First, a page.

During a special meeting about the proposed form-based code, the city will discuss rescinding a lease agreement for the Lido Beach pool and pavilion.
| 3:30 p.m. November 29, 2017
The City Commission is scheduled to once again discuss a lease agreement for the Lido Beach pool and pavilion Thursday, revisiting a decision preceded by a five-hour discussion with extensive public comment.
Ahead of Thursday’s meeting, Shaw — who voted to approve the agreement Nov. 20 — declined to offer a reason why he put the topic back on the agenda.
“I think if we could have this discussion in the chambers, it’d be better,” Shaw said.
Although the lease hasn’t been signed, City Attorney Robert Fournier said it’s arguable the city has already entered into the terms of a contract with the private operator. Responding to procedural questions from Mayor Shelli Freeland Eddie, Fournier said there are reasonable arguments for and against the city’s ability to reverse its approval.
“Only a court can decide the issue with finality, but I believe that I have to make the commission aware of this issue,” Fournier wrote today.
Fournier said both sides of the argument would likely be explored in greater detail Thursday
Absent any legal hurdles, it would still be questionable whether there are enough votes for the commission to reverse its decision. The lease was approved in a 4-1 vote. Even if Shaw is now opposed to the lease deal, another commissioner would have to flip for the city to rescind its approval.
Lido Beach Redevelopment Partners said it plans to invest $3.8 million into renovating the property. Planned changes include the addition of a 200-seat restaurant, a splash pad, a playground and a Tiki bar.
Thursday’s meeting is primarily being held to discuss the schedule for reviewing the form-based zoning code the city’s Urban Design Studio has drafted.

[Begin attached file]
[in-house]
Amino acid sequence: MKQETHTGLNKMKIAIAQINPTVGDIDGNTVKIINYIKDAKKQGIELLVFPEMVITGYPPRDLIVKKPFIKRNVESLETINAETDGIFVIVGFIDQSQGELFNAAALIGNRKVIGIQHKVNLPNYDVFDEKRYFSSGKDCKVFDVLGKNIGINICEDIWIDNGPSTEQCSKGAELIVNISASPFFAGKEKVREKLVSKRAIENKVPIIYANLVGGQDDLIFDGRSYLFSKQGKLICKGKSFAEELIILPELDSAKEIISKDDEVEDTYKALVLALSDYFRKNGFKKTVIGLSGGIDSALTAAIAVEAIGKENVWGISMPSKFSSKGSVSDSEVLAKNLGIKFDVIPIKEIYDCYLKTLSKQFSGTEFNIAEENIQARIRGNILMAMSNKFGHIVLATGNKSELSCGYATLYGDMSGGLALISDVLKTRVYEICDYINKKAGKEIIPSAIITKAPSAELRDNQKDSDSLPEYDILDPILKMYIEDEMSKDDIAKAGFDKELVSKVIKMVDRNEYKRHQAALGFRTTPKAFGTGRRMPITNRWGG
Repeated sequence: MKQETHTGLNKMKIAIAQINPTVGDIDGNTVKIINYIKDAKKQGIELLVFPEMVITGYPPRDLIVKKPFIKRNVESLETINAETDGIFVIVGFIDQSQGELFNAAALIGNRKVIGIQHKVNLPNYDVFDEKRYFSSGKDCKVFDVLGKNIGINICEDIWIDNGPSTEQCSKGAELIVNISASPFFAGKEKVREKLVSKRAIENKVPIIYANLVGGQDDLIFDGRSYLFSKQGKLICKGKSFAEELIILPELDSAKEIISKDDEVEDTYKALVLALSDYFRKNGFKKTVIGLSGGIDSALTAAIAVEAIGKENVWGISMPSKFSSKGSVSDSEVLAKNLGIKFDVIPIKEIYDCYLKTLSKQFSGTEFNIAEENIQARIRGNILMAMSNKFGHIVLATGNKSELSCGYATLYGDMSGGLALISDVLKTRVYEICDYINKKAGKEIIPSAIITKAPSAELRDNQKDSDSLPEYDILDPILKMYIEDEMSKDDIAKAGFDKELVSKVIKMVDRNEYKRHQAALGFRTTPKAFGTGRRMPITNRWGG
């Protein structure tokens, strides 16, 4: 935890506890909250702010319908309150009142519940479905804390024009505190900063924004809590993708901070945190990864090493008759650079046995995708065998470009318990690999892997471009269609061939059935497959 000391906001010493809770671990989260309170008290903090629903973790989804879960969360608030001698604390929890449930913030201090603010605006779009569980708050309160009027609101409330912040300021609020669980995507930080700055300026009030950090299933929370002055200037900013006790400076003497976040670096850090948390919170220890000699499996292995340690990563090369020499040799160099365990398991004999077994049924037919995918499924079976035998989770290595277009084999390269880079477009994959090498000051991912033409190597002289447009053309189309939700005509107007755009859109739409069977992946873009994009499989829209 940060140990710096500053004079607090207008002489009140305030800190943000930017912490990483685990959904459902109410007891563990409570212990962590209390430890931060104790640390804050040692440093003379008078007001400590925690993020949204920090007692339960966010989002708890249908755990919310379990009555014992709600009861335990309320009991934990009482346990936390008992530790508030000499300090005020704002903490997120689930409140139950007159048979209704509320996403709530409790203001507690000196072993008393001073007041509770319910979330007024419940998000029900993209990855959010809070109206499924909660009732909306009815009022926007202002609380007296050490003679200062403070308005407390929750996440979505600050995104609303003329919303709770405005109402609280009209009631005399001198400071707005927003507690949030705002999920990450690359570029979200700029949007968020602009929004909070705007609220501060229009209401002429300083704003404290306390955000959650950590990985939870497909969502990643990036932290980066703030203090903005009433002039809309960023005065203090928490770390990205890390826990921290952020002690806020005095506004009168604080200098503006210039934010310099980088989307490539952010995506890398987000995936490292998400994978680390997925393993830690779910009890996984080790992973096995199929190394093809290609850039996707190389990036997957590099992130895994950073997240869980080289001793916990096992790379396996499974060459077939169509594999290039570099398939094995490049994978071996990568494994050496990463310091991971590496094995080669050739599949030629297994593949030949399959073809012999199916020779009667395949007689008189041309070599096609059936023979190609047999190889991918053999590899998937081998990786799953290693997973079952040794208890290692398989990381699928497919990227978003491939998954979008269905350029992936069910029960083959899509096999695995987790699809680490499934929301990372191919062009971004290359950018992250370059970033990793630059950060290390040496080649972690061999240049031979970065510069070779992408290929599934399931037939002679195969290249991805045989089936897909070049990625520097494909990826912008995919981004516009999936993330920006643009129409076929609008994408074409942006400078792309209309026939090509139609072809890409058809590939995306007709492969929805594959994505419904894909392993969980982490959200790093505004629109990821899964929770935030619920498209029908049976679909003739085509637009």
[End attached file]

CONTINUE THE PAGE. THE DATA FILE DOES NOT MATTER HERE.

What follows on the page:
In 2013, the city hired planner Karin Murphy to lead the Urban Design Studio and the process of writing new zoning regulations. Form-based codes are designed to primarily regulate the form, rather than the use, of a given property. The city hoped a new zoning code would provide greater predictability for both residents and developers.
Ahead of the meeting, staff prepared a preliminary schedule for consideration and potential adoption of the form-based code. That schedule includes a series of community workshops regarding the code as well as several workshops with the Planning Board and City Commission.
The schedule calls for approval of comprehensive plan changes in June and July and formal adoption in September. Staff is currently reviewing a draft version of the code. A final version will go to the commission no later than Feb. 5, staff said.
The resident activist group STOP is pushing for dedicated hearings about how the code addresses the group's core issues, including wider sidewalks and the administrative review process for new developments.
In an email, STOP asked supporters to wear red to Thursday’s meeting.
“We do not need people to speak,” the email said. “We simply want the commission to see what we know — that many, many people want to see these issues addressed.”